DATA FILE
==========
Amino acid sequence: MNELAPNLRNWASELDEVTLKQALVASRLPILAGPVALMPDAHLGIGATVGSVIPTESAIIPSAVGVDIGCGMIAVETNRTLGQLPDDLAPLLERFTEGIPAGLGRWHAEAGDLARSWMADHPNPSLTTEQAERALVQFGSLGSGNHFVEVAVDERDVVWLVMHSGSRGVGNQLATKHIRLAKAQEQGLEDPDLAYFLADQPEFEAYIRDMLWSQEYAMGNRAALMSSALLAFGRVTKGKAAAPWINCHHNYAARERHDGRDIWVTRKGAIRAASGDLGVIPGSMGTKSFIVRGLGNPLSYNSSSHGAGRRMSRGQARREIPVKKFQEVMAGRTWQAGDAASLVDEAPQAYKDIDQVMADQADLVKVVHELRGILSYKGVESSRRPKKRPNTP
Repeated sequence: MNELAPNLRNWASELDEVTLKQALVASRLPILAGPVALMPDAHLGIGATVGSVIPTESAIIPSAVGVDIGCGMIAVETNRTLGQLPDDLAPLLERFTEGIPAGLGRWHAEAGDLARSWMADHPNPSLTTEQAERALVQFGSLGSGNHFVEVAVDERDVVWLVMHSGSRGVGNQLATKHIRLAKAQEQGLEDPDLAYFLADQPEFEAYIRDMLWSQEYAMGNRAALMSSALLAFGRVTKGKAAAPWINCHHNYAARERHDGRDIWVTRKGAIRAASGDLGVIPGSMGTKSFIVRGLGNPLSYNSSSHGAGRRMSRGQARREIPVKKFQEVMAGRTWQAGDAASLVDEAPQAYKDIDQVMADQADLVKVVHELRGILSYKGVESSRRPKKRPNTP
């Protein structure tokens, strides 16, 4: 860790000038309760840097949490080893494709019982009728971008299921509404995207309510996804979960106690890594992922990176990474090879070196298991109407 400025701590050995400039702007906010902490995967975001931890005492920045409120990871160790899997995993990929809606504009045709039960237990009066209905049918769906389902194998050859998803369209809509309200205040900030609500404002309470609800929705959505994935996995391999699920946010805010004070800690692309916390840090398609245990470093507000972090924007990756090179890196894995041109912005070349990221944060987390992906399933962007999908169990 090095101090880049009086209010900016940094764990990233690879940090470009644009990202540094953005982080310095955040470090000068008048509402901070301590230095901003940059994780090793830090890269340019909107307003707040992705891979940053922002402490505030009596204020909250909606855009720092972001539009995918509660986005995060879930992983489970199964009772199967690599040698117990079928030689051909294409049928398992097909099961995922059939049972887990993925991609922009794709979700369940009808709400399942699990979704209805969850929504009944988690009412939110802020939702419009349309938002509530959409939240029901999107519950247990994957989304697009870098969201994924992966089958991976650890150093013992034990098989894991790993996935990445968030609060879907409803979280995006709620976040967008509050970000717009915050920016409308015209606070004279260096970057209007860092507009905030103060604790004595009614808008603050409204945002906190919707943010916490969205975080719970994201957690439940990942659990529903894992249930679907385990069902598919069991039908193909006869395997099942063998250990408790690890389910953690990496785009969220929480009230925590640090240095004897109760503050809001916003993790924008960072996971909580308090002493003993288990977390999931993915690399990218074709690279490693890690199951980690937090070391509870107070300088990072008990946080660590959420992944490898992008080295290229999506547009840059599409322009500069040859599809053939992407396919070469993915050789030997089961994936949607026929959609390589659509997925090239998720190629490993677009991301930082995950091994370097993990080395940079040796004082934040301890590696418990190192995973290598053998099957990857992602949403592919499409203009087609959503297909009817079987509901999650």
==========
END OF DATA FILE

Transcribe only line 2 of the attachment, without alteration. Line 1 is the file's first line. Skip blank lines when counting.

Repeated sequence: MNELAPNLRNWASELDEVTLKQALVASRLPILAGPVALMPDAHLGIGATVGSVIPTESAIIPSAVGVDIGCGMIAVETNRTLGQLPDDLAPLLERFTEGIPAGLGRWHAEAGDLARSWMADHPNPSLTTEQAERALVQFGSLGSGNHFVEVAVDERDVVWLVMHSGSRGVGNQLATKHIRLAKAQEQGLEDPDLAYFLADQPEFEAYIRDMLWSQEYAMGNRAALMSSALLAFGRVTKGKAAAPWINCHHNYAARERHDGRDIWVTRKGAIRAASGDLGVIPGSMGTKSFIVRGLGNPLSYNSSSHGAGRRMSRGQARREIPVKKFQEVMAGRTWQAGDAASLVDEAPQAYKDIDQVMADQADLVKVVHELRGILSYKGVESSRRPKKRPNTP